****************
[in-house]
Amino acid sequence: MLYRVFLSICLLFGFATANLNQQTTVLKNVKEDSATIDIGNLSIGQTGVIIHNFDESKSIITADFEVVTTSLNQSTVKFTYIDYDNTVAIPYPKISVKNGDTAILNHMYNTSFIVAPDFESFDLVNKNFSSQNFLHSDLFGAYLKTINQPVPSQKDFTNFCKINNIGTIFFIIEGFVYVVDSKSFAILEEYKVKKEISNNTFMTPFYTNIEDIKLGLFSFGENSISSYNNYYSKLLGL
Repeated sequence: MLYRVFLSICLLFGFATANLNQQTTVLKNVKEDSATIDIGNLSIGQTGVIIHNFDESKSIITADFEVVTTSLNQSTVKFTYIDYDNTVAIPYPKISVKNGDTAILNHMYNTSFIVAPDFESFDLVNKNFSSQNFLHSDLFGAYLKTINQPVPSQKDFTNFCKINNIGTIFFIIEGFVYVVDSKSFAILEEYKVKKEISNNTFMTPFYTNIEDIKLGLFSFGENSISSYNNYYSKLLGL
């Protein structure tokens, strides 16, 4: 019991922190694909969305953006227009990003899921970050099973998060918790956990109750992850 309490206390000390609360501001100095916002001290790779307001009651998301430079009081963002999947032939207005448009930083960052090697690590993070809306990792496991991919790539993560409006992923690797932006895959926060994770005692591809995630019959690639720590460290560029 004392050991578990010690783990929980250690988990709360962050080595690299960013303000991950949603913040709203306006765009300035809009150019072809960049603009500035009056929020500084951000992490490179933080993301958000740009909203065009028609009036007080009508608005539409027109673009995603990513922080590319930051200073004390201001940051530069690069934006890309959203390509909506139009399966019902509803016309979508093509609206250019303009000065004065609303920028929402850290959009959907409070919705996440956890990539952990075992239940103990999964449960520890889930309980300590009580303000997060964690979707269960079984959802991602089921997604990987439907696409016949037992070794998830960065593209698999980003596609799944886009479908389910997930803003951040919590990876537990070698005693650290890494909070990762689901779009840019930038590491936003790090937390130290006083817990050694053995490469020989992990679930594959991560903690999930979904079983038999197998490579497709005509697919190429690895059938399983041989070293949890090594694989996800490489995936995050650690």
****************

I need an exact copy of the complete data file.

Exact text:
[in-house]
Amino acid sequence: MLYRVFLSICLLFGFATANLNQQTTVLKNVKEDSATIDIGNLSIGQTGVIIHNFDESKSIITADFEVVTTSLNQSTVKFTYIDYDNTVAIPYPKISVKNGDTAILNHMYNTSFIVAPDFESFDLVNKNFSSQNFLHSDLFGAYLKTINQPVPSQKDFTNFCKINNIGTIFFIIEGFVYVVDSKSFAILEEYKVKKEISNNTFMTPFYTNIEDIKLGLFSFGENSISSYNNYYSKLLGL
Repeated sequence: MLYRVFLSICLLFGFATANLNQQTTVLKNVKEDSATIDIGNLSIGQTGVIIHNFDESKSIITADFEVVTTSLNQSTVKFTYIDYDNTVAIPYPKISVKNGDTAILNHMYNTSFIVAPDFESFDLVNKNFSSQNFLHSDLFGAYLKTINQPVPSQKDFTNFCKINNIGTIFFIIEGFVYVVDSKSFAILEEYKVKKEISNNTFMTPFYTNIEDIKLGLFSFGENSISSYNNYYSKLLGL
């Protein structure tokens, strides 16, 4: 019991922190694909969305953006227009990003899921970050099973998060918790956990109750992850 309490206390000390609360501001100095916002001290790779307001009651998301430079009081963002999947032939207005448009930083960052090697690590993070809306990792496991991919790539993560409006992923690797932006895959926060994770005692591809995630019959690639720590460290560029 004392050991578990010690783990929980250690988990709360962050080595690299960013303000991950949603913040709203306006765009300035809009150019072809960049603009500035009056929020500084951000992490490179933080993301958000740009909203065009028609009036007080009508608005539409027109673009995603990513922080590319930051200073004390201001940051530069690069934006890309959203390509909506139009399966019902509803016309979508093509609206250019303009000065004065609303920028929402850290959009959907409070919705996440956890990539952990075992239940103990999964449960520890889930309980300590009580303000997060964690979707269960079984959802991602089921997604990987439907696409016949037992070794998830960065593209698999980003596609799944886009479908389910997930803003951040919590990876537990070698005693650290890494909070990762689901779009840019930038590491936003790090937390130290006083817990050694053995490469020989992990679930594959991560903690999930979904079983038999197998490579497709005509697919190429690895059938399983041989070293949890090594694989996800490489995936995050650690």